A reasonable argument in favor of a London team would be the UK’s rich history of hosting sporting events and running elite competitions. Take football – real football, not the one with helmets – for example; Britain plays host to the aforementioned English Premier League (EPL) – the most highly regarded division in the world’s most popular sport, as well as several further tiers of professional teams. The city of London itself boasts a staggering 13 of those clubs, with their own stadia, fan-base and unique cultures, who, for the most part, predate even the creation of basketball by James Naismith.

So, between the EPL, the highly popular year international rugby events in mega-stadiums, the success of the 2012 Olympics, the prestigious Wimbledon and more, the British have positioned themselves in good stead to attract any elite league to the country.

A franchise in London would provide the country with a 3-point shot in the arm, potentially opening the eyes of the British masses, who generally don’t share the same level of passion for the sport with the rest of Europe – apart from a sleep-deprived, nocturnal subset of obsessives. 

However, there are blatant hurdles in the way. 

Firstly, there may just be more deserving cities elsewhere on the continent. Basketball is fiercely followed by a great deal of Europe, who have founded and developed their own high-level professional leagues and fostered NBA-level talent.

Britain’s professional basketball landscape is much bleaker than that of Spain, Turkey, Germany, Italy, France, Greece, Lithuania and many other nations. Beside the ‘special relationship’, why else would London deserve a team above these basketball-crazed nations? It should also be noted that Britain has desperately attempted to isolate and financially restrict itself recently, which could be another sticking point.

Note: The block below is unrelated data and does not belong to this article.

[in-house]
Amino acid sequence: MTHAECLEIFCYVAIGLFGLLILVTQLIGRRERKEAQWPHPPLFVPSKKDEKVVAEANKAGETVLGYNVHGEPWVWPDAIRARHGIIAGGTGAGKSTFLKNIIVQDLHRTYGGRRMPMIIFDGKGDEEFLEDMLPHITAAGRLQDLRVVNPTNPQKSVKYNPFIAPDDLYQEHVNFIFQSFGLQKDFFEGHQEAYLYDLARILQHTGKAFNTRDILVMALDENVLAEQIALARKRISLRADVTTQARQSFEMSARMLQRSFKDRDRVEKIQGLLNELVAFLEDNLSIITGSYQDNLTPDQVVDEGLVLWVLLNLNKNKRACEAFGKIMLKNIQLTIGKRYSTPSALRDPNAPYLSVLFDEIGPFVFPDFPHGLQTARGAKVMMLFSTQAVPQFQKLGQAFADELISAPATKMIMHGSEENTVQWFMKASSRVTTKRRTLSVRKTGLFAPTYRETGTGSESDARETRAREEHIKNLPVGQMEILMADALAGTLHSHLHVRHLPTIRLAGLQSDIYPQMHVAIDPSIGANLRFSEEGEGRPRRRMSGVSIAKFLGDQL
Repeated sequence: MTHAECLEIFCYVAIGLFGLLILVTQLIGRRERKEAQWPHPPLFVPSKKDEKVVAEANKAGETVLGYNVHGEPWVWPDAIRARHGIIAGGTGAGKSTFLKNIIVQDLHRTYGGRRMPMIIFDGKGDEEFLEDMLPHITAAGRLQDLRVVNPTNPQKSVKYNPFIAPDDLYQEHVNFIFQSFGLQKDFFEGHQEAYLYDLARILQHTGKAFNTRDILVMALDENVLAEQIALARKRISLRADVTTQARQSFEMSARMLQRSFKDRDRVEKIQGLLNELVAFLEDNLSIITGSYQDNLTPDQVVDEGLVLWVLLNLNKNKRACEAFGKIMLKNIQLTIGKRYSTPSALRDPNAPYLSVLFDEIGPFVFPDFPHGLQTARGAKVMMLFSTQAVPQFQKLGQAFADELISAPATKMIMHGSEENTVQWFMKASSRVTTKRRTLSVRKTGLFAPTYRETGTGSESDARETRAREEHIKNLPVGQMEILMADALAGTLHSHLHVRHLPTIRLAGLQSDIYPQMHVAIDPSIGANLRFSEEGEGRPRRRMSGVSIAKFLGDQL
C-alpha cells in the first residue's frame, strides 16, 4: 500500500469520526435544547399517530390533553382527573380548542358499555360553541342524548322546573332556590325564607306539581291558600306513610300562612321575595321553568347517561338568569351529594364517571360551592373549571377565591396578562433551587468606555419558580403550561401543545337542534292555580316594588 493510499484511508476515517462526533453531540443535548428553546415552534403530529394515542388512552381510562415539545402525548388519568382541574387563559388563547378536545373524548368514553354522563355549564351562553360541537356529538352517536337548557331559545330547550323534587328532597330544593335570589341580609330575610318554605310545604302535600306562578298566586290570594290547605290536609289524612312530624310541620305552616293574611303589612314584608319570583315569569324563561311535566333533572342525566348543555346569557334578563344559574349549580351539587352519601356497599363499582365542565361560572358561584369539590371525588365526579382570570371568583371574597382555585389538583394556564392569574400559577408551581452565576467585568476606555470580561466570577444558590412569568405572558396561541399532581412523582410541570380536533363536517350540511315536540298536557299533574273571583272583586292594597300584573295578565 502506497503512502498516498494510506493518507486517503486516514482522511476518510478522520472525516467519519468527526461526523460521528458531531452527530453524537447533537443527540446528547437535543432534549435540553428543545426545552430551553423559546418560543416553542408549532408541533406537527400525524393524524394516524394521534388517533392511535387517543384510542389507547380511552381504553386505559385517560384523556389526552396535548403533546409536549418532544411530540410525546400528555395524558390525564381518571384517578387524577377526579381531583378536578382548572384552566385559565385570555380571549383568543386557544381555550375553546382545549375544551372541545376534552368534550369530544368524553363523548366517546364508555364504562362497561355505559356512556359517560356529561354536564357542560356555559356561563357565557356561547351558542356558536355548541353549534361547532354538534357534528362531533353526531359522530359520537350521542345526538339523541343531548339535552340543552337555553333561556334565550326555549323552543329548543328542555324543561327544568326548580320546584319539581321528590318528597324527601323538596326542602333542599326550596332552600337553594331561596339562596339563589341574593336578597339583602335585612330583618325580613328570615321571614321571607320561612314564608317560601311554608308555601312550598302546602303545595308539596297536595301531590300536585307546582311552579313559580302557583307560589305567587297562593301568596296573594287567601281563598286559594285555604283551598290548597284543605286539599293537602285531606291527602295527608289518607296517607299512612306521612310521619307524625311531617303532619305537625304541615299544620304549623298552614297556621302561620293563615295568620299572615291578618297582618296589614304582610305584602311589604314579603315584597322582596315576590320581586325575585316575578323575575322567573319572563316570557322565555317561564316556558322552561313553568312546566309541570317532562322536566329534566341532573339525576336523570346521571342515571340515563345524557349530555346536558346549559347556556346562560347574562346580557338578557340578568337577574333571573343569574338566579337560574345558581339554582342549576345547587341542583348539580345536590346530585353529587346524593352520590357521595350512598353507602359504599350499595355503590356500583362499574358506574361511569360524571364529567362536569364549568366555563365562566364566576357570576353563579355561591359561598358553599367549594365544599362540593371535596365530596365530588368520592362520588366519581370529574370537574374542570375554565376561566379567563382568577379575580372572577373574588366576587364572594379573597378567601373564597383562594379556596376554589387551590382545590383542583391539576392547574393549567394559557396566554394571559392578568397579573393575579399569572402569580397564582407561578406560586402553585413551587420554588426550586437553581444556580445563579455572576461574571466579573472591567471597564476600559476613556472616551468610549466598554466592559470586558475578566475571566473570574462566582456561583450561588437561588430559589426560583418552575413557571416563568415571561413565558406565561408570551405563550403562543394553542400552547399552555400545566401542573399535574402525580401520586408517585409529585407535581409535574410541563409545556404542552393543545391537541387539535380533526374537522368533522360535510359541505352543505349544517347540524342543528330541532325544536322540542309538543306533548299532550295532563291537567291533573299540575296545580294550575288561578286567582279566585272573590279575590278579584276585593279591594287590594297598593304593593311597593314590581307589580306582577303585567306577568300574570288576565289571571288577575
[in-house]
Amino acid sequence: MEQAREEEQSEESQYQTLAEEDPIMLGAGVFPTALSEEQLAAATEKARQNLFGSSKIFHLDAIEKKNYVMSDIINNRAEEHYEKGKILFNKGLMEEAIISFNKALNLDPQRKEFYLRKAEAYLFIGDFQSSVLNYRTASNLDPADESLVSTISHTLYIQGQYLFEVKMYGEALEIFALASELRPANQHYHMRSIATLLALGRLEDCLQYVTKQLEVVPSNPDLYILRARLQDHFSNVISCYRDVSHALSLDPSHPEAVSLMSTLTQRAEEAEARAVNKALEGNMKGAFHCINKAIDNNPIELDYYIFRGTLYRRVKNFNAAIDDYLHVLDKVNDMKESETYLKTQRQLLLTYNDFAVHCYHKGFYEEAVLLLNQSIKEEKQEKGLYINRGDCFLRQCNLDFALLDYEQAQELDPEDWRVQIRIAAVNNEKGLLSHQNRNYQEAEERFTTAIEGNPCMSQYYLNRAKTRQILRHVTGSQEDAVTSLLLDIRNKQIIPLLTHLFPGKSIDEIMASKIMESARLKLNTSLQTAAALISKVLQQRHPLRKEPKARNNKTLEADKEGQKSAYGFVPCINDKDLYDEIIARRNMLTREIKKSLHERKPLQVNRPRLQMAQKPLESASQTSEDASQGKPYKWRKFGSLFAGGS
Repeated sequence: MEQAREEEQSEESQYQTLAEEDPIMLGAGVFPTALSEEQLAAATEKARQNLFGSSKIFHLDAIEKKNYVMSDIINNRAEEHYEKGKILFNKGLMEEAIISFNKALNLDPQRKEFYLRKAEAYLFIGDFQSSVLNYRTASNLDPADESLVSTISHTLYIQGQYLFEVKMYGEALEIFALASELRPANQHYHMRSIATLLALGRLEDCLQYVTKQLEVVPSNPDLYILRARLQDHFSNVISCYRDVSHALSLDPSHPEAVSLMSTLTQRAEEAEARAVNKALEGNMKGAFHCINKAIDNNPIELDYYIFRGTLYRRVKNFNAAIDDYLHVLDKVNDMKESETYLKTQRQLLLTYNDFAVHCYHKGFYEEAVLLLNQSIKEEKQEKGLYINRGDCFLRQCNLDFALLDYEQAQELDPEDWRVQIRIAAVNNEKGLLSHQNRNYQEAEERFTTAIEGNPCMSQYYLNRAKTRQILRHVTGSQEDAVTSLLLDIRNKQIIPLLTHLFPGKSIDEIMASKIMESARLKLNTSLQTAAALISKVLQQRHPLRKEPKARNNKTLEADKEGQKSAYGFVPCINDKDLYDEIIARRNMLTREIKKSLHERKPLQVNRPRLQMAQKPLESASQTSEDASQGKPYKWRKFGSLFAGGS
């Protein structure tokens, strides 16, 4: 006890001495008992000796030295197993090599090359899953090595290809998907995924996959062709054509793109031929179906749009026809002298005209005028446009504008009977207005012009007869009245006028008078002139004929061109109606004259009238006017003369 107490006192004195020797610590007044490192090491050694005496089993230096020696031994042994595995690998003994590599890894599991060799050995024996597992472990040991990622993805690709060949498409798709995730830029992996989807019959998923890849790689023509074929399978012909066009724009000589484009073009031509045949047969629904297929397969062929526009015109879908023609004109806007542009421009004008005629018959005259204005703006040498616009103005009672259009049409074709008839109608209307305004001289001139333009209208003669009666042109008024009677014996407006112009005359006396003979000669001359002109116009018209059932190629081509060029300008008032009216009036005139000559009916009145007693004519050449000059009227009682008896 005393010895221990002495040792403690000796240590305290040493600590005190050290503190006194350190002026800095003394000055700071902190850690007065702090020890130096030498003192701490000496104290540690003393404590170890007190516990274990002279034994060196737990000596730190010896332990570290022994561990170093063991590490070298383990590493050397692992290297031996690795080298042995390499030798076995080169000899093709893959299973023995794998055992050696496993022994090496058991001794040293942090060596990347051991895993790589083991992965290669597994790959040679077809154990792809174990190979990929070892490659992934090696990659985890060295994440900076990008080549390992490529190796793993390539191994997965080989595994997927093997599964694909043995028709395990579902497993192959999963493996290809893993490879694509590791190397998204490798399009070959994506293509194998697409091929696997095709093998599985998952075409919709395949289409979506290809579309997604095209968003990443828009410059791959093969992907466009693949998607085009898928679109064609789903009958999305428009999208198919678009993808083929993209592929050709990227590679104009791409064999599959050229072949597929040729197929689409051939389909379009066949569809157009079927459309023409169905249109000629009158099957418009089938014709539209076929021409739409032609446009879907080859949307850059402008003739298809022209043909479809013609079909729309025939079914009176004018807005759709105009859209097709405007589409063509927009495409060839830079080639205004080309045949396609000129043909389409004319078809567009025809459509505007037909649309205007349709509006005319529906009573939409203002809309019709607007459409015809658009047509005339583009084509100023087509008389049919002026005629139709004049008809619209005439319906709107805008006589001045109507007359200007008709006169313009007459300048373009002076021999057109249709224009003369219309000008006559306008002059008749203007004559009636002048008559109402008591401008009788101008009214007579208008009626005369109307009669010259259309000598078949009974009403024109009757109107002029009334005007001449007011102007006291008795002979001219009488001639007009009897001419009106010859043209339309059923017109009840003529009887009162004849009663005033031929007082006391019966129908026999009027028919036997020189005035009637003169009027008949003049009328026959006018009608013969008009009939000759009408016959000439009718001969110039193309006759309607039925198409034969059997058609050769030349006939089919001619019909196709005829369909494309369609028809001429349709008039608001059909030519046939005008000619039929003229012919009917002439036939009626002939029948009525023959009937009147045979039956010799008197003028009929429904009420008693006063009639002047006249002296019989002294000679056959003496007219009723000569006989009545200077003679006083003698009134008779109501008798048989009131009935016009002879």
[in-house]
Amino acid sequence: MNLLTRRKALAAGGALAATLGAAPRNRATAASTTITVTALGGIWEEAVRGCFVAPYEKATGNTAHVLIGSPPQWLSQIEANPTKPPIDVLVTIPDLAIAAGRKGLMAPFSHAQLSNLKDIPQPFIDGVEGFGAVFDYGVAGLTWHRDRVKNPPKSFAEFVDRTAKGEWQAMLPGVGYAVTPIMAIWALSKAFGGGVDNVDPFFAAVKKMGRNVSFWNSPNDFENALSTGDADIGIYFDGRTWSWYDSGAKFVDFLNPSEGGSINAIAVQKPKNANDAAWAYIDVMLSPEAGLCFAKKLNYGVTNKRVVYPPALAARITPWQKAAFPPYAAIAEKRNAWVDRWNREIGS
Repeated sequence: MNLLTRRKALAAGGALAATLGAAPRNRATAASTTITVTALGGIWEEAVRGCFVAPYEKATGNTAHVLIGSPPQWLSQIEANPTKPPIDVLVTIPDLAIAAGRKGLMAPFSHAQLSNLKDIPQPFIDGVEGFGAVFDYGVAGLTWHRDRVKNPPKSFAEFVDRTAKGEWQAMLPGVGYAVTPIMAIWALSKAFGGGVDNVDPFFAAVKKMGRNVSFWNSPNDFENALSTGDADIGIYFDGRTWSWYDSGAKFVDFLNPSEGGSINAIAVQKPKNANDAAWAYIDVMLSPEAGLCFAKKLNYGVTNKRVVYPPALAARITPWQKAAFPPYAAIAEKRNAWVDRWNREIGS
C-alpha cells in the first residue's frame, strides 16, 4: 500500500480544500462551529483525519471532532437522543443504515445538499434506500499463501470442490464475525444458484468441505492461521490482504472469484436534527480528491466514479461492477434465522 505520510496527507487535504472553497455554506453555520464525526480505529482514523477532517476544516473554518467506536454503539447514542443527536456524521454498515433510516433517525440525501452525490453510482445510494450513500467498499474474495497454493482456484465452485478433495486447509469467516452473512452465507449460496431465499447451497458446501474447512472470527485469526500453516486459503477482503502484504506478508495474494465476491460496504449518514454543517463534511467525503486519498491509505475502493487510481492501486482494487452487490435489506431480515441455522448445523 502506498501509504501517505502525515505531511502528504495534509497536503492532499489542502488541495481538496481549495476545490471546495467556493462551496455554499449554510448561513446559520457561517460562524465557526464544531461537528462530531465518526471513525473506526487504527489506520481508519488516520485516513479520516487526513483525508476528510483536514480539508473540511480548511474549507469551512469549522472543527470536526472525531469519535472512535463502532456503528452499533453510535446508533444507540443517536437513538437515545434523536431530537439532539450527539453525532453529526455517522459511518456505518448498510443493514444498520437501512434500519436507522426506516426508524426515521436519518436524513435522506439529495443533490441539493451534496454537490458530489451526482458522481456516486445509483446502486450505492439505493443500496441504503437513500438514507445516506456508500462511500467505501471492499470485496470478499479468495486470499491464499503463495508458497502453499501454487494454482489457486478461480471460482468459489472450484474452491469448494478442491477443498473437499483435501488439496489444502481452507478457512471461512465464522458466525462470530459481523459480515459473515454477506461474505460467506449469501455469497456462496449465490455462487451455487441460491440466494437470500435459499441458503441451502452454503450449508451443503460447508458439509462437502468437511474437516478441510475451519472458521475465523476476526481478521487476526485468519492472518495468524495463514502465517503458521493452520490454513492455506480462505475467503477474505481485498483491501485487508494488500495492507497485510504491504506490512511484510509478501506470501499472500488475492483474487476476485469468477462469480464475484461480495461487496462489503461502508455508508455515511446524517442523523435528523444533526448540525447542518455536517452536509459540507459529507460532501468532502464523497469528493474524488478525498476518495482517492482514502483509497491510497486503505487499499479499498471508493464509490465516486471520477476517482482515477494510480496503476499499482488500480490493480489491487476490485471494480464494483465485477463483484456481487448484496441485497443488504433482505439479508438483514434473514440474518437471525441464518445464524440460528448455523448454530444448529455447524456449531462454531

Location is a huge issue. As Beal said, many of the top current NBA players would consider London ‘too far from home’. With Britain’s elite basketball representation stretching to the likes of OG Anunoby, there would be no homegrown stars ready to lead a competitive franchise either, so there would be a heavy reliance on American talent.

If a London franchise was founded, it would spark a wider discussion around the divisional format of the NBA. Teams that shared a division with a British team would be at a serious disadvantage, due to their regularity of travel. When London hosted NBA teams annually, a week is set aside for both teams to adjust to the time difference, recover from their travel and practise in brand new surroundings; a fleeting mid-week visit to the UK would be a completely different challenge for American teams altogether.

An affiliate league would make more sense than a London franchise, but it would have to be stretched across Europe as it will be in Africa, in conjunction with FIBA. This presents another set of challenges, as European basketball is already established, with the EuroLeague boasting a great deal of talent under lucrative contracts. Teams such as Real Madrid, Barcelona and Olympiacos are major names in the game and would make the European basketball scene a difficult market for Silver to penetrate.  

The next article in this series will take us south of the US border, where Justin Quinn will outline the pros and cons of placing a franchise in North America’s biggest market – a market long dominated by football (soccer for you Yanks). CSN’s Kevin Nesgoda will join Justin to help update us on how Seattle’s bid to revive its beloved Supersonics is looking, and the two will discuss how each may be linked in any longer-term expansion plans… for now.